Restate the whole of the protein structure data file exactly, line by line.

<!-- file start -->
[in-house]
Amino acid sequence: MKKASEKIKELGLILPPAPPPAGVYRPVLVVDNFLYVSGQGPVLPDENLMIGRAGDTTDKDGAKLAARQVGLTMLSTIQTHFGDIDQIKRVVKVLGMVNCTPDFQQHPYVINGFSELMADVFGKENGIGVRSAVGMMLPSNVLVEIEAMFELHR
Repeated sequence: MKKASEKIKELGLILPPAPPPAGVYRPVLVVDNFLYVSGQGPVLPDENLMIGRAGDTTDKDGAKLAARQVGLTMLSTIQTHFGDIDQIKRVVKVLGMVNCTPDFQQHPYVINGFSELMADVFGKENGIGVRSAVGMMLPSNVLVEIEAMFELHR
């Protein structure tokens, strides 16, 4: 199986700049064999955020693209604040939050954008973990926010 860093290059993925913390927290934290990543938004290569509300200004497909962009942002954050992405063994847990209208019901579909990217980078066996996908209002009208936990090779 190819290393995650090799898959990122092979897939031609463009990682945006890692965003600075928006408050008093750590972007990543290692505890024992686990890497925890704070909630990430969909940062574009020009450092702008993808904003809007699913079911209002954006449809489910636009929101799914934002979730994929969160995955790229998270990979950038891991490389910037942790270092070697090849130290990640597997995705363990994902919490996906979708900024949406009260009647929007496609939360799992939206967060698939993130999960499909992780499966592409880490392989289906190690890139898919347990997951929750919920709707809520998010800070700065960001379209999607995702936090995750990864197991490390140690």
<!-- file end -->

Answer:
[in-house]
Amino acid sequence: MKKASEKIKELGLILPPAPPPAGVYRPVLVVDNFLYVSGQGPVLPDENLMIGRAGDTTDKDGAKLAARQVGLTMLSTIQTHFGDIDQIKRVVKVLGMVNCTPDFQQHPYVINGFSELMADVFGKENGIGVRSAVGMMLPSNVLVEIEAMFELHR
Repeated sequence: MKKASEKIKELGLILPPAPPPAGVYRPVLVVDNFLYVSGQGPVLPDENLMIGRAGDTTDKDGAKLAARQVGLTMLSTIQTHFGDIDQIKRVVKVLGMVNCTPDFQQHPYVINGFSELMADVFGKENGIGVRSAVGMMLPSNVLVEIEAMFELHR
């Protein structure tokens, strides 16, 4: 199986700049064999955020693209604040939050954008973990926010 860093290059993925913390927290934290990543938004290569509300200004497909962009942002954050992405063994847990209208019901579909990217980078066996996908209002009208936990090779 190819290393995650090799898959990122092979897939031609463009990682945006890692965003600075928006408050008093750590972007990543290692505890024992686990890497925890704070909630990430969909940062574009020009450092702008993808904003809007699913079911209002954006449809489910636009929101799914934002979730994929969160995955790229998270990979950038891991490389910037942790270092070697090849130290990640597997995705363990994902919490996906979708900024949406009260009647929007496609939360799992939206967060698939993130999960499909992780499966592409880490392989289906190690890139898919347990997951929750919920709707809520998010800070700065960001379209999607995702936090995750990864197991490390140690």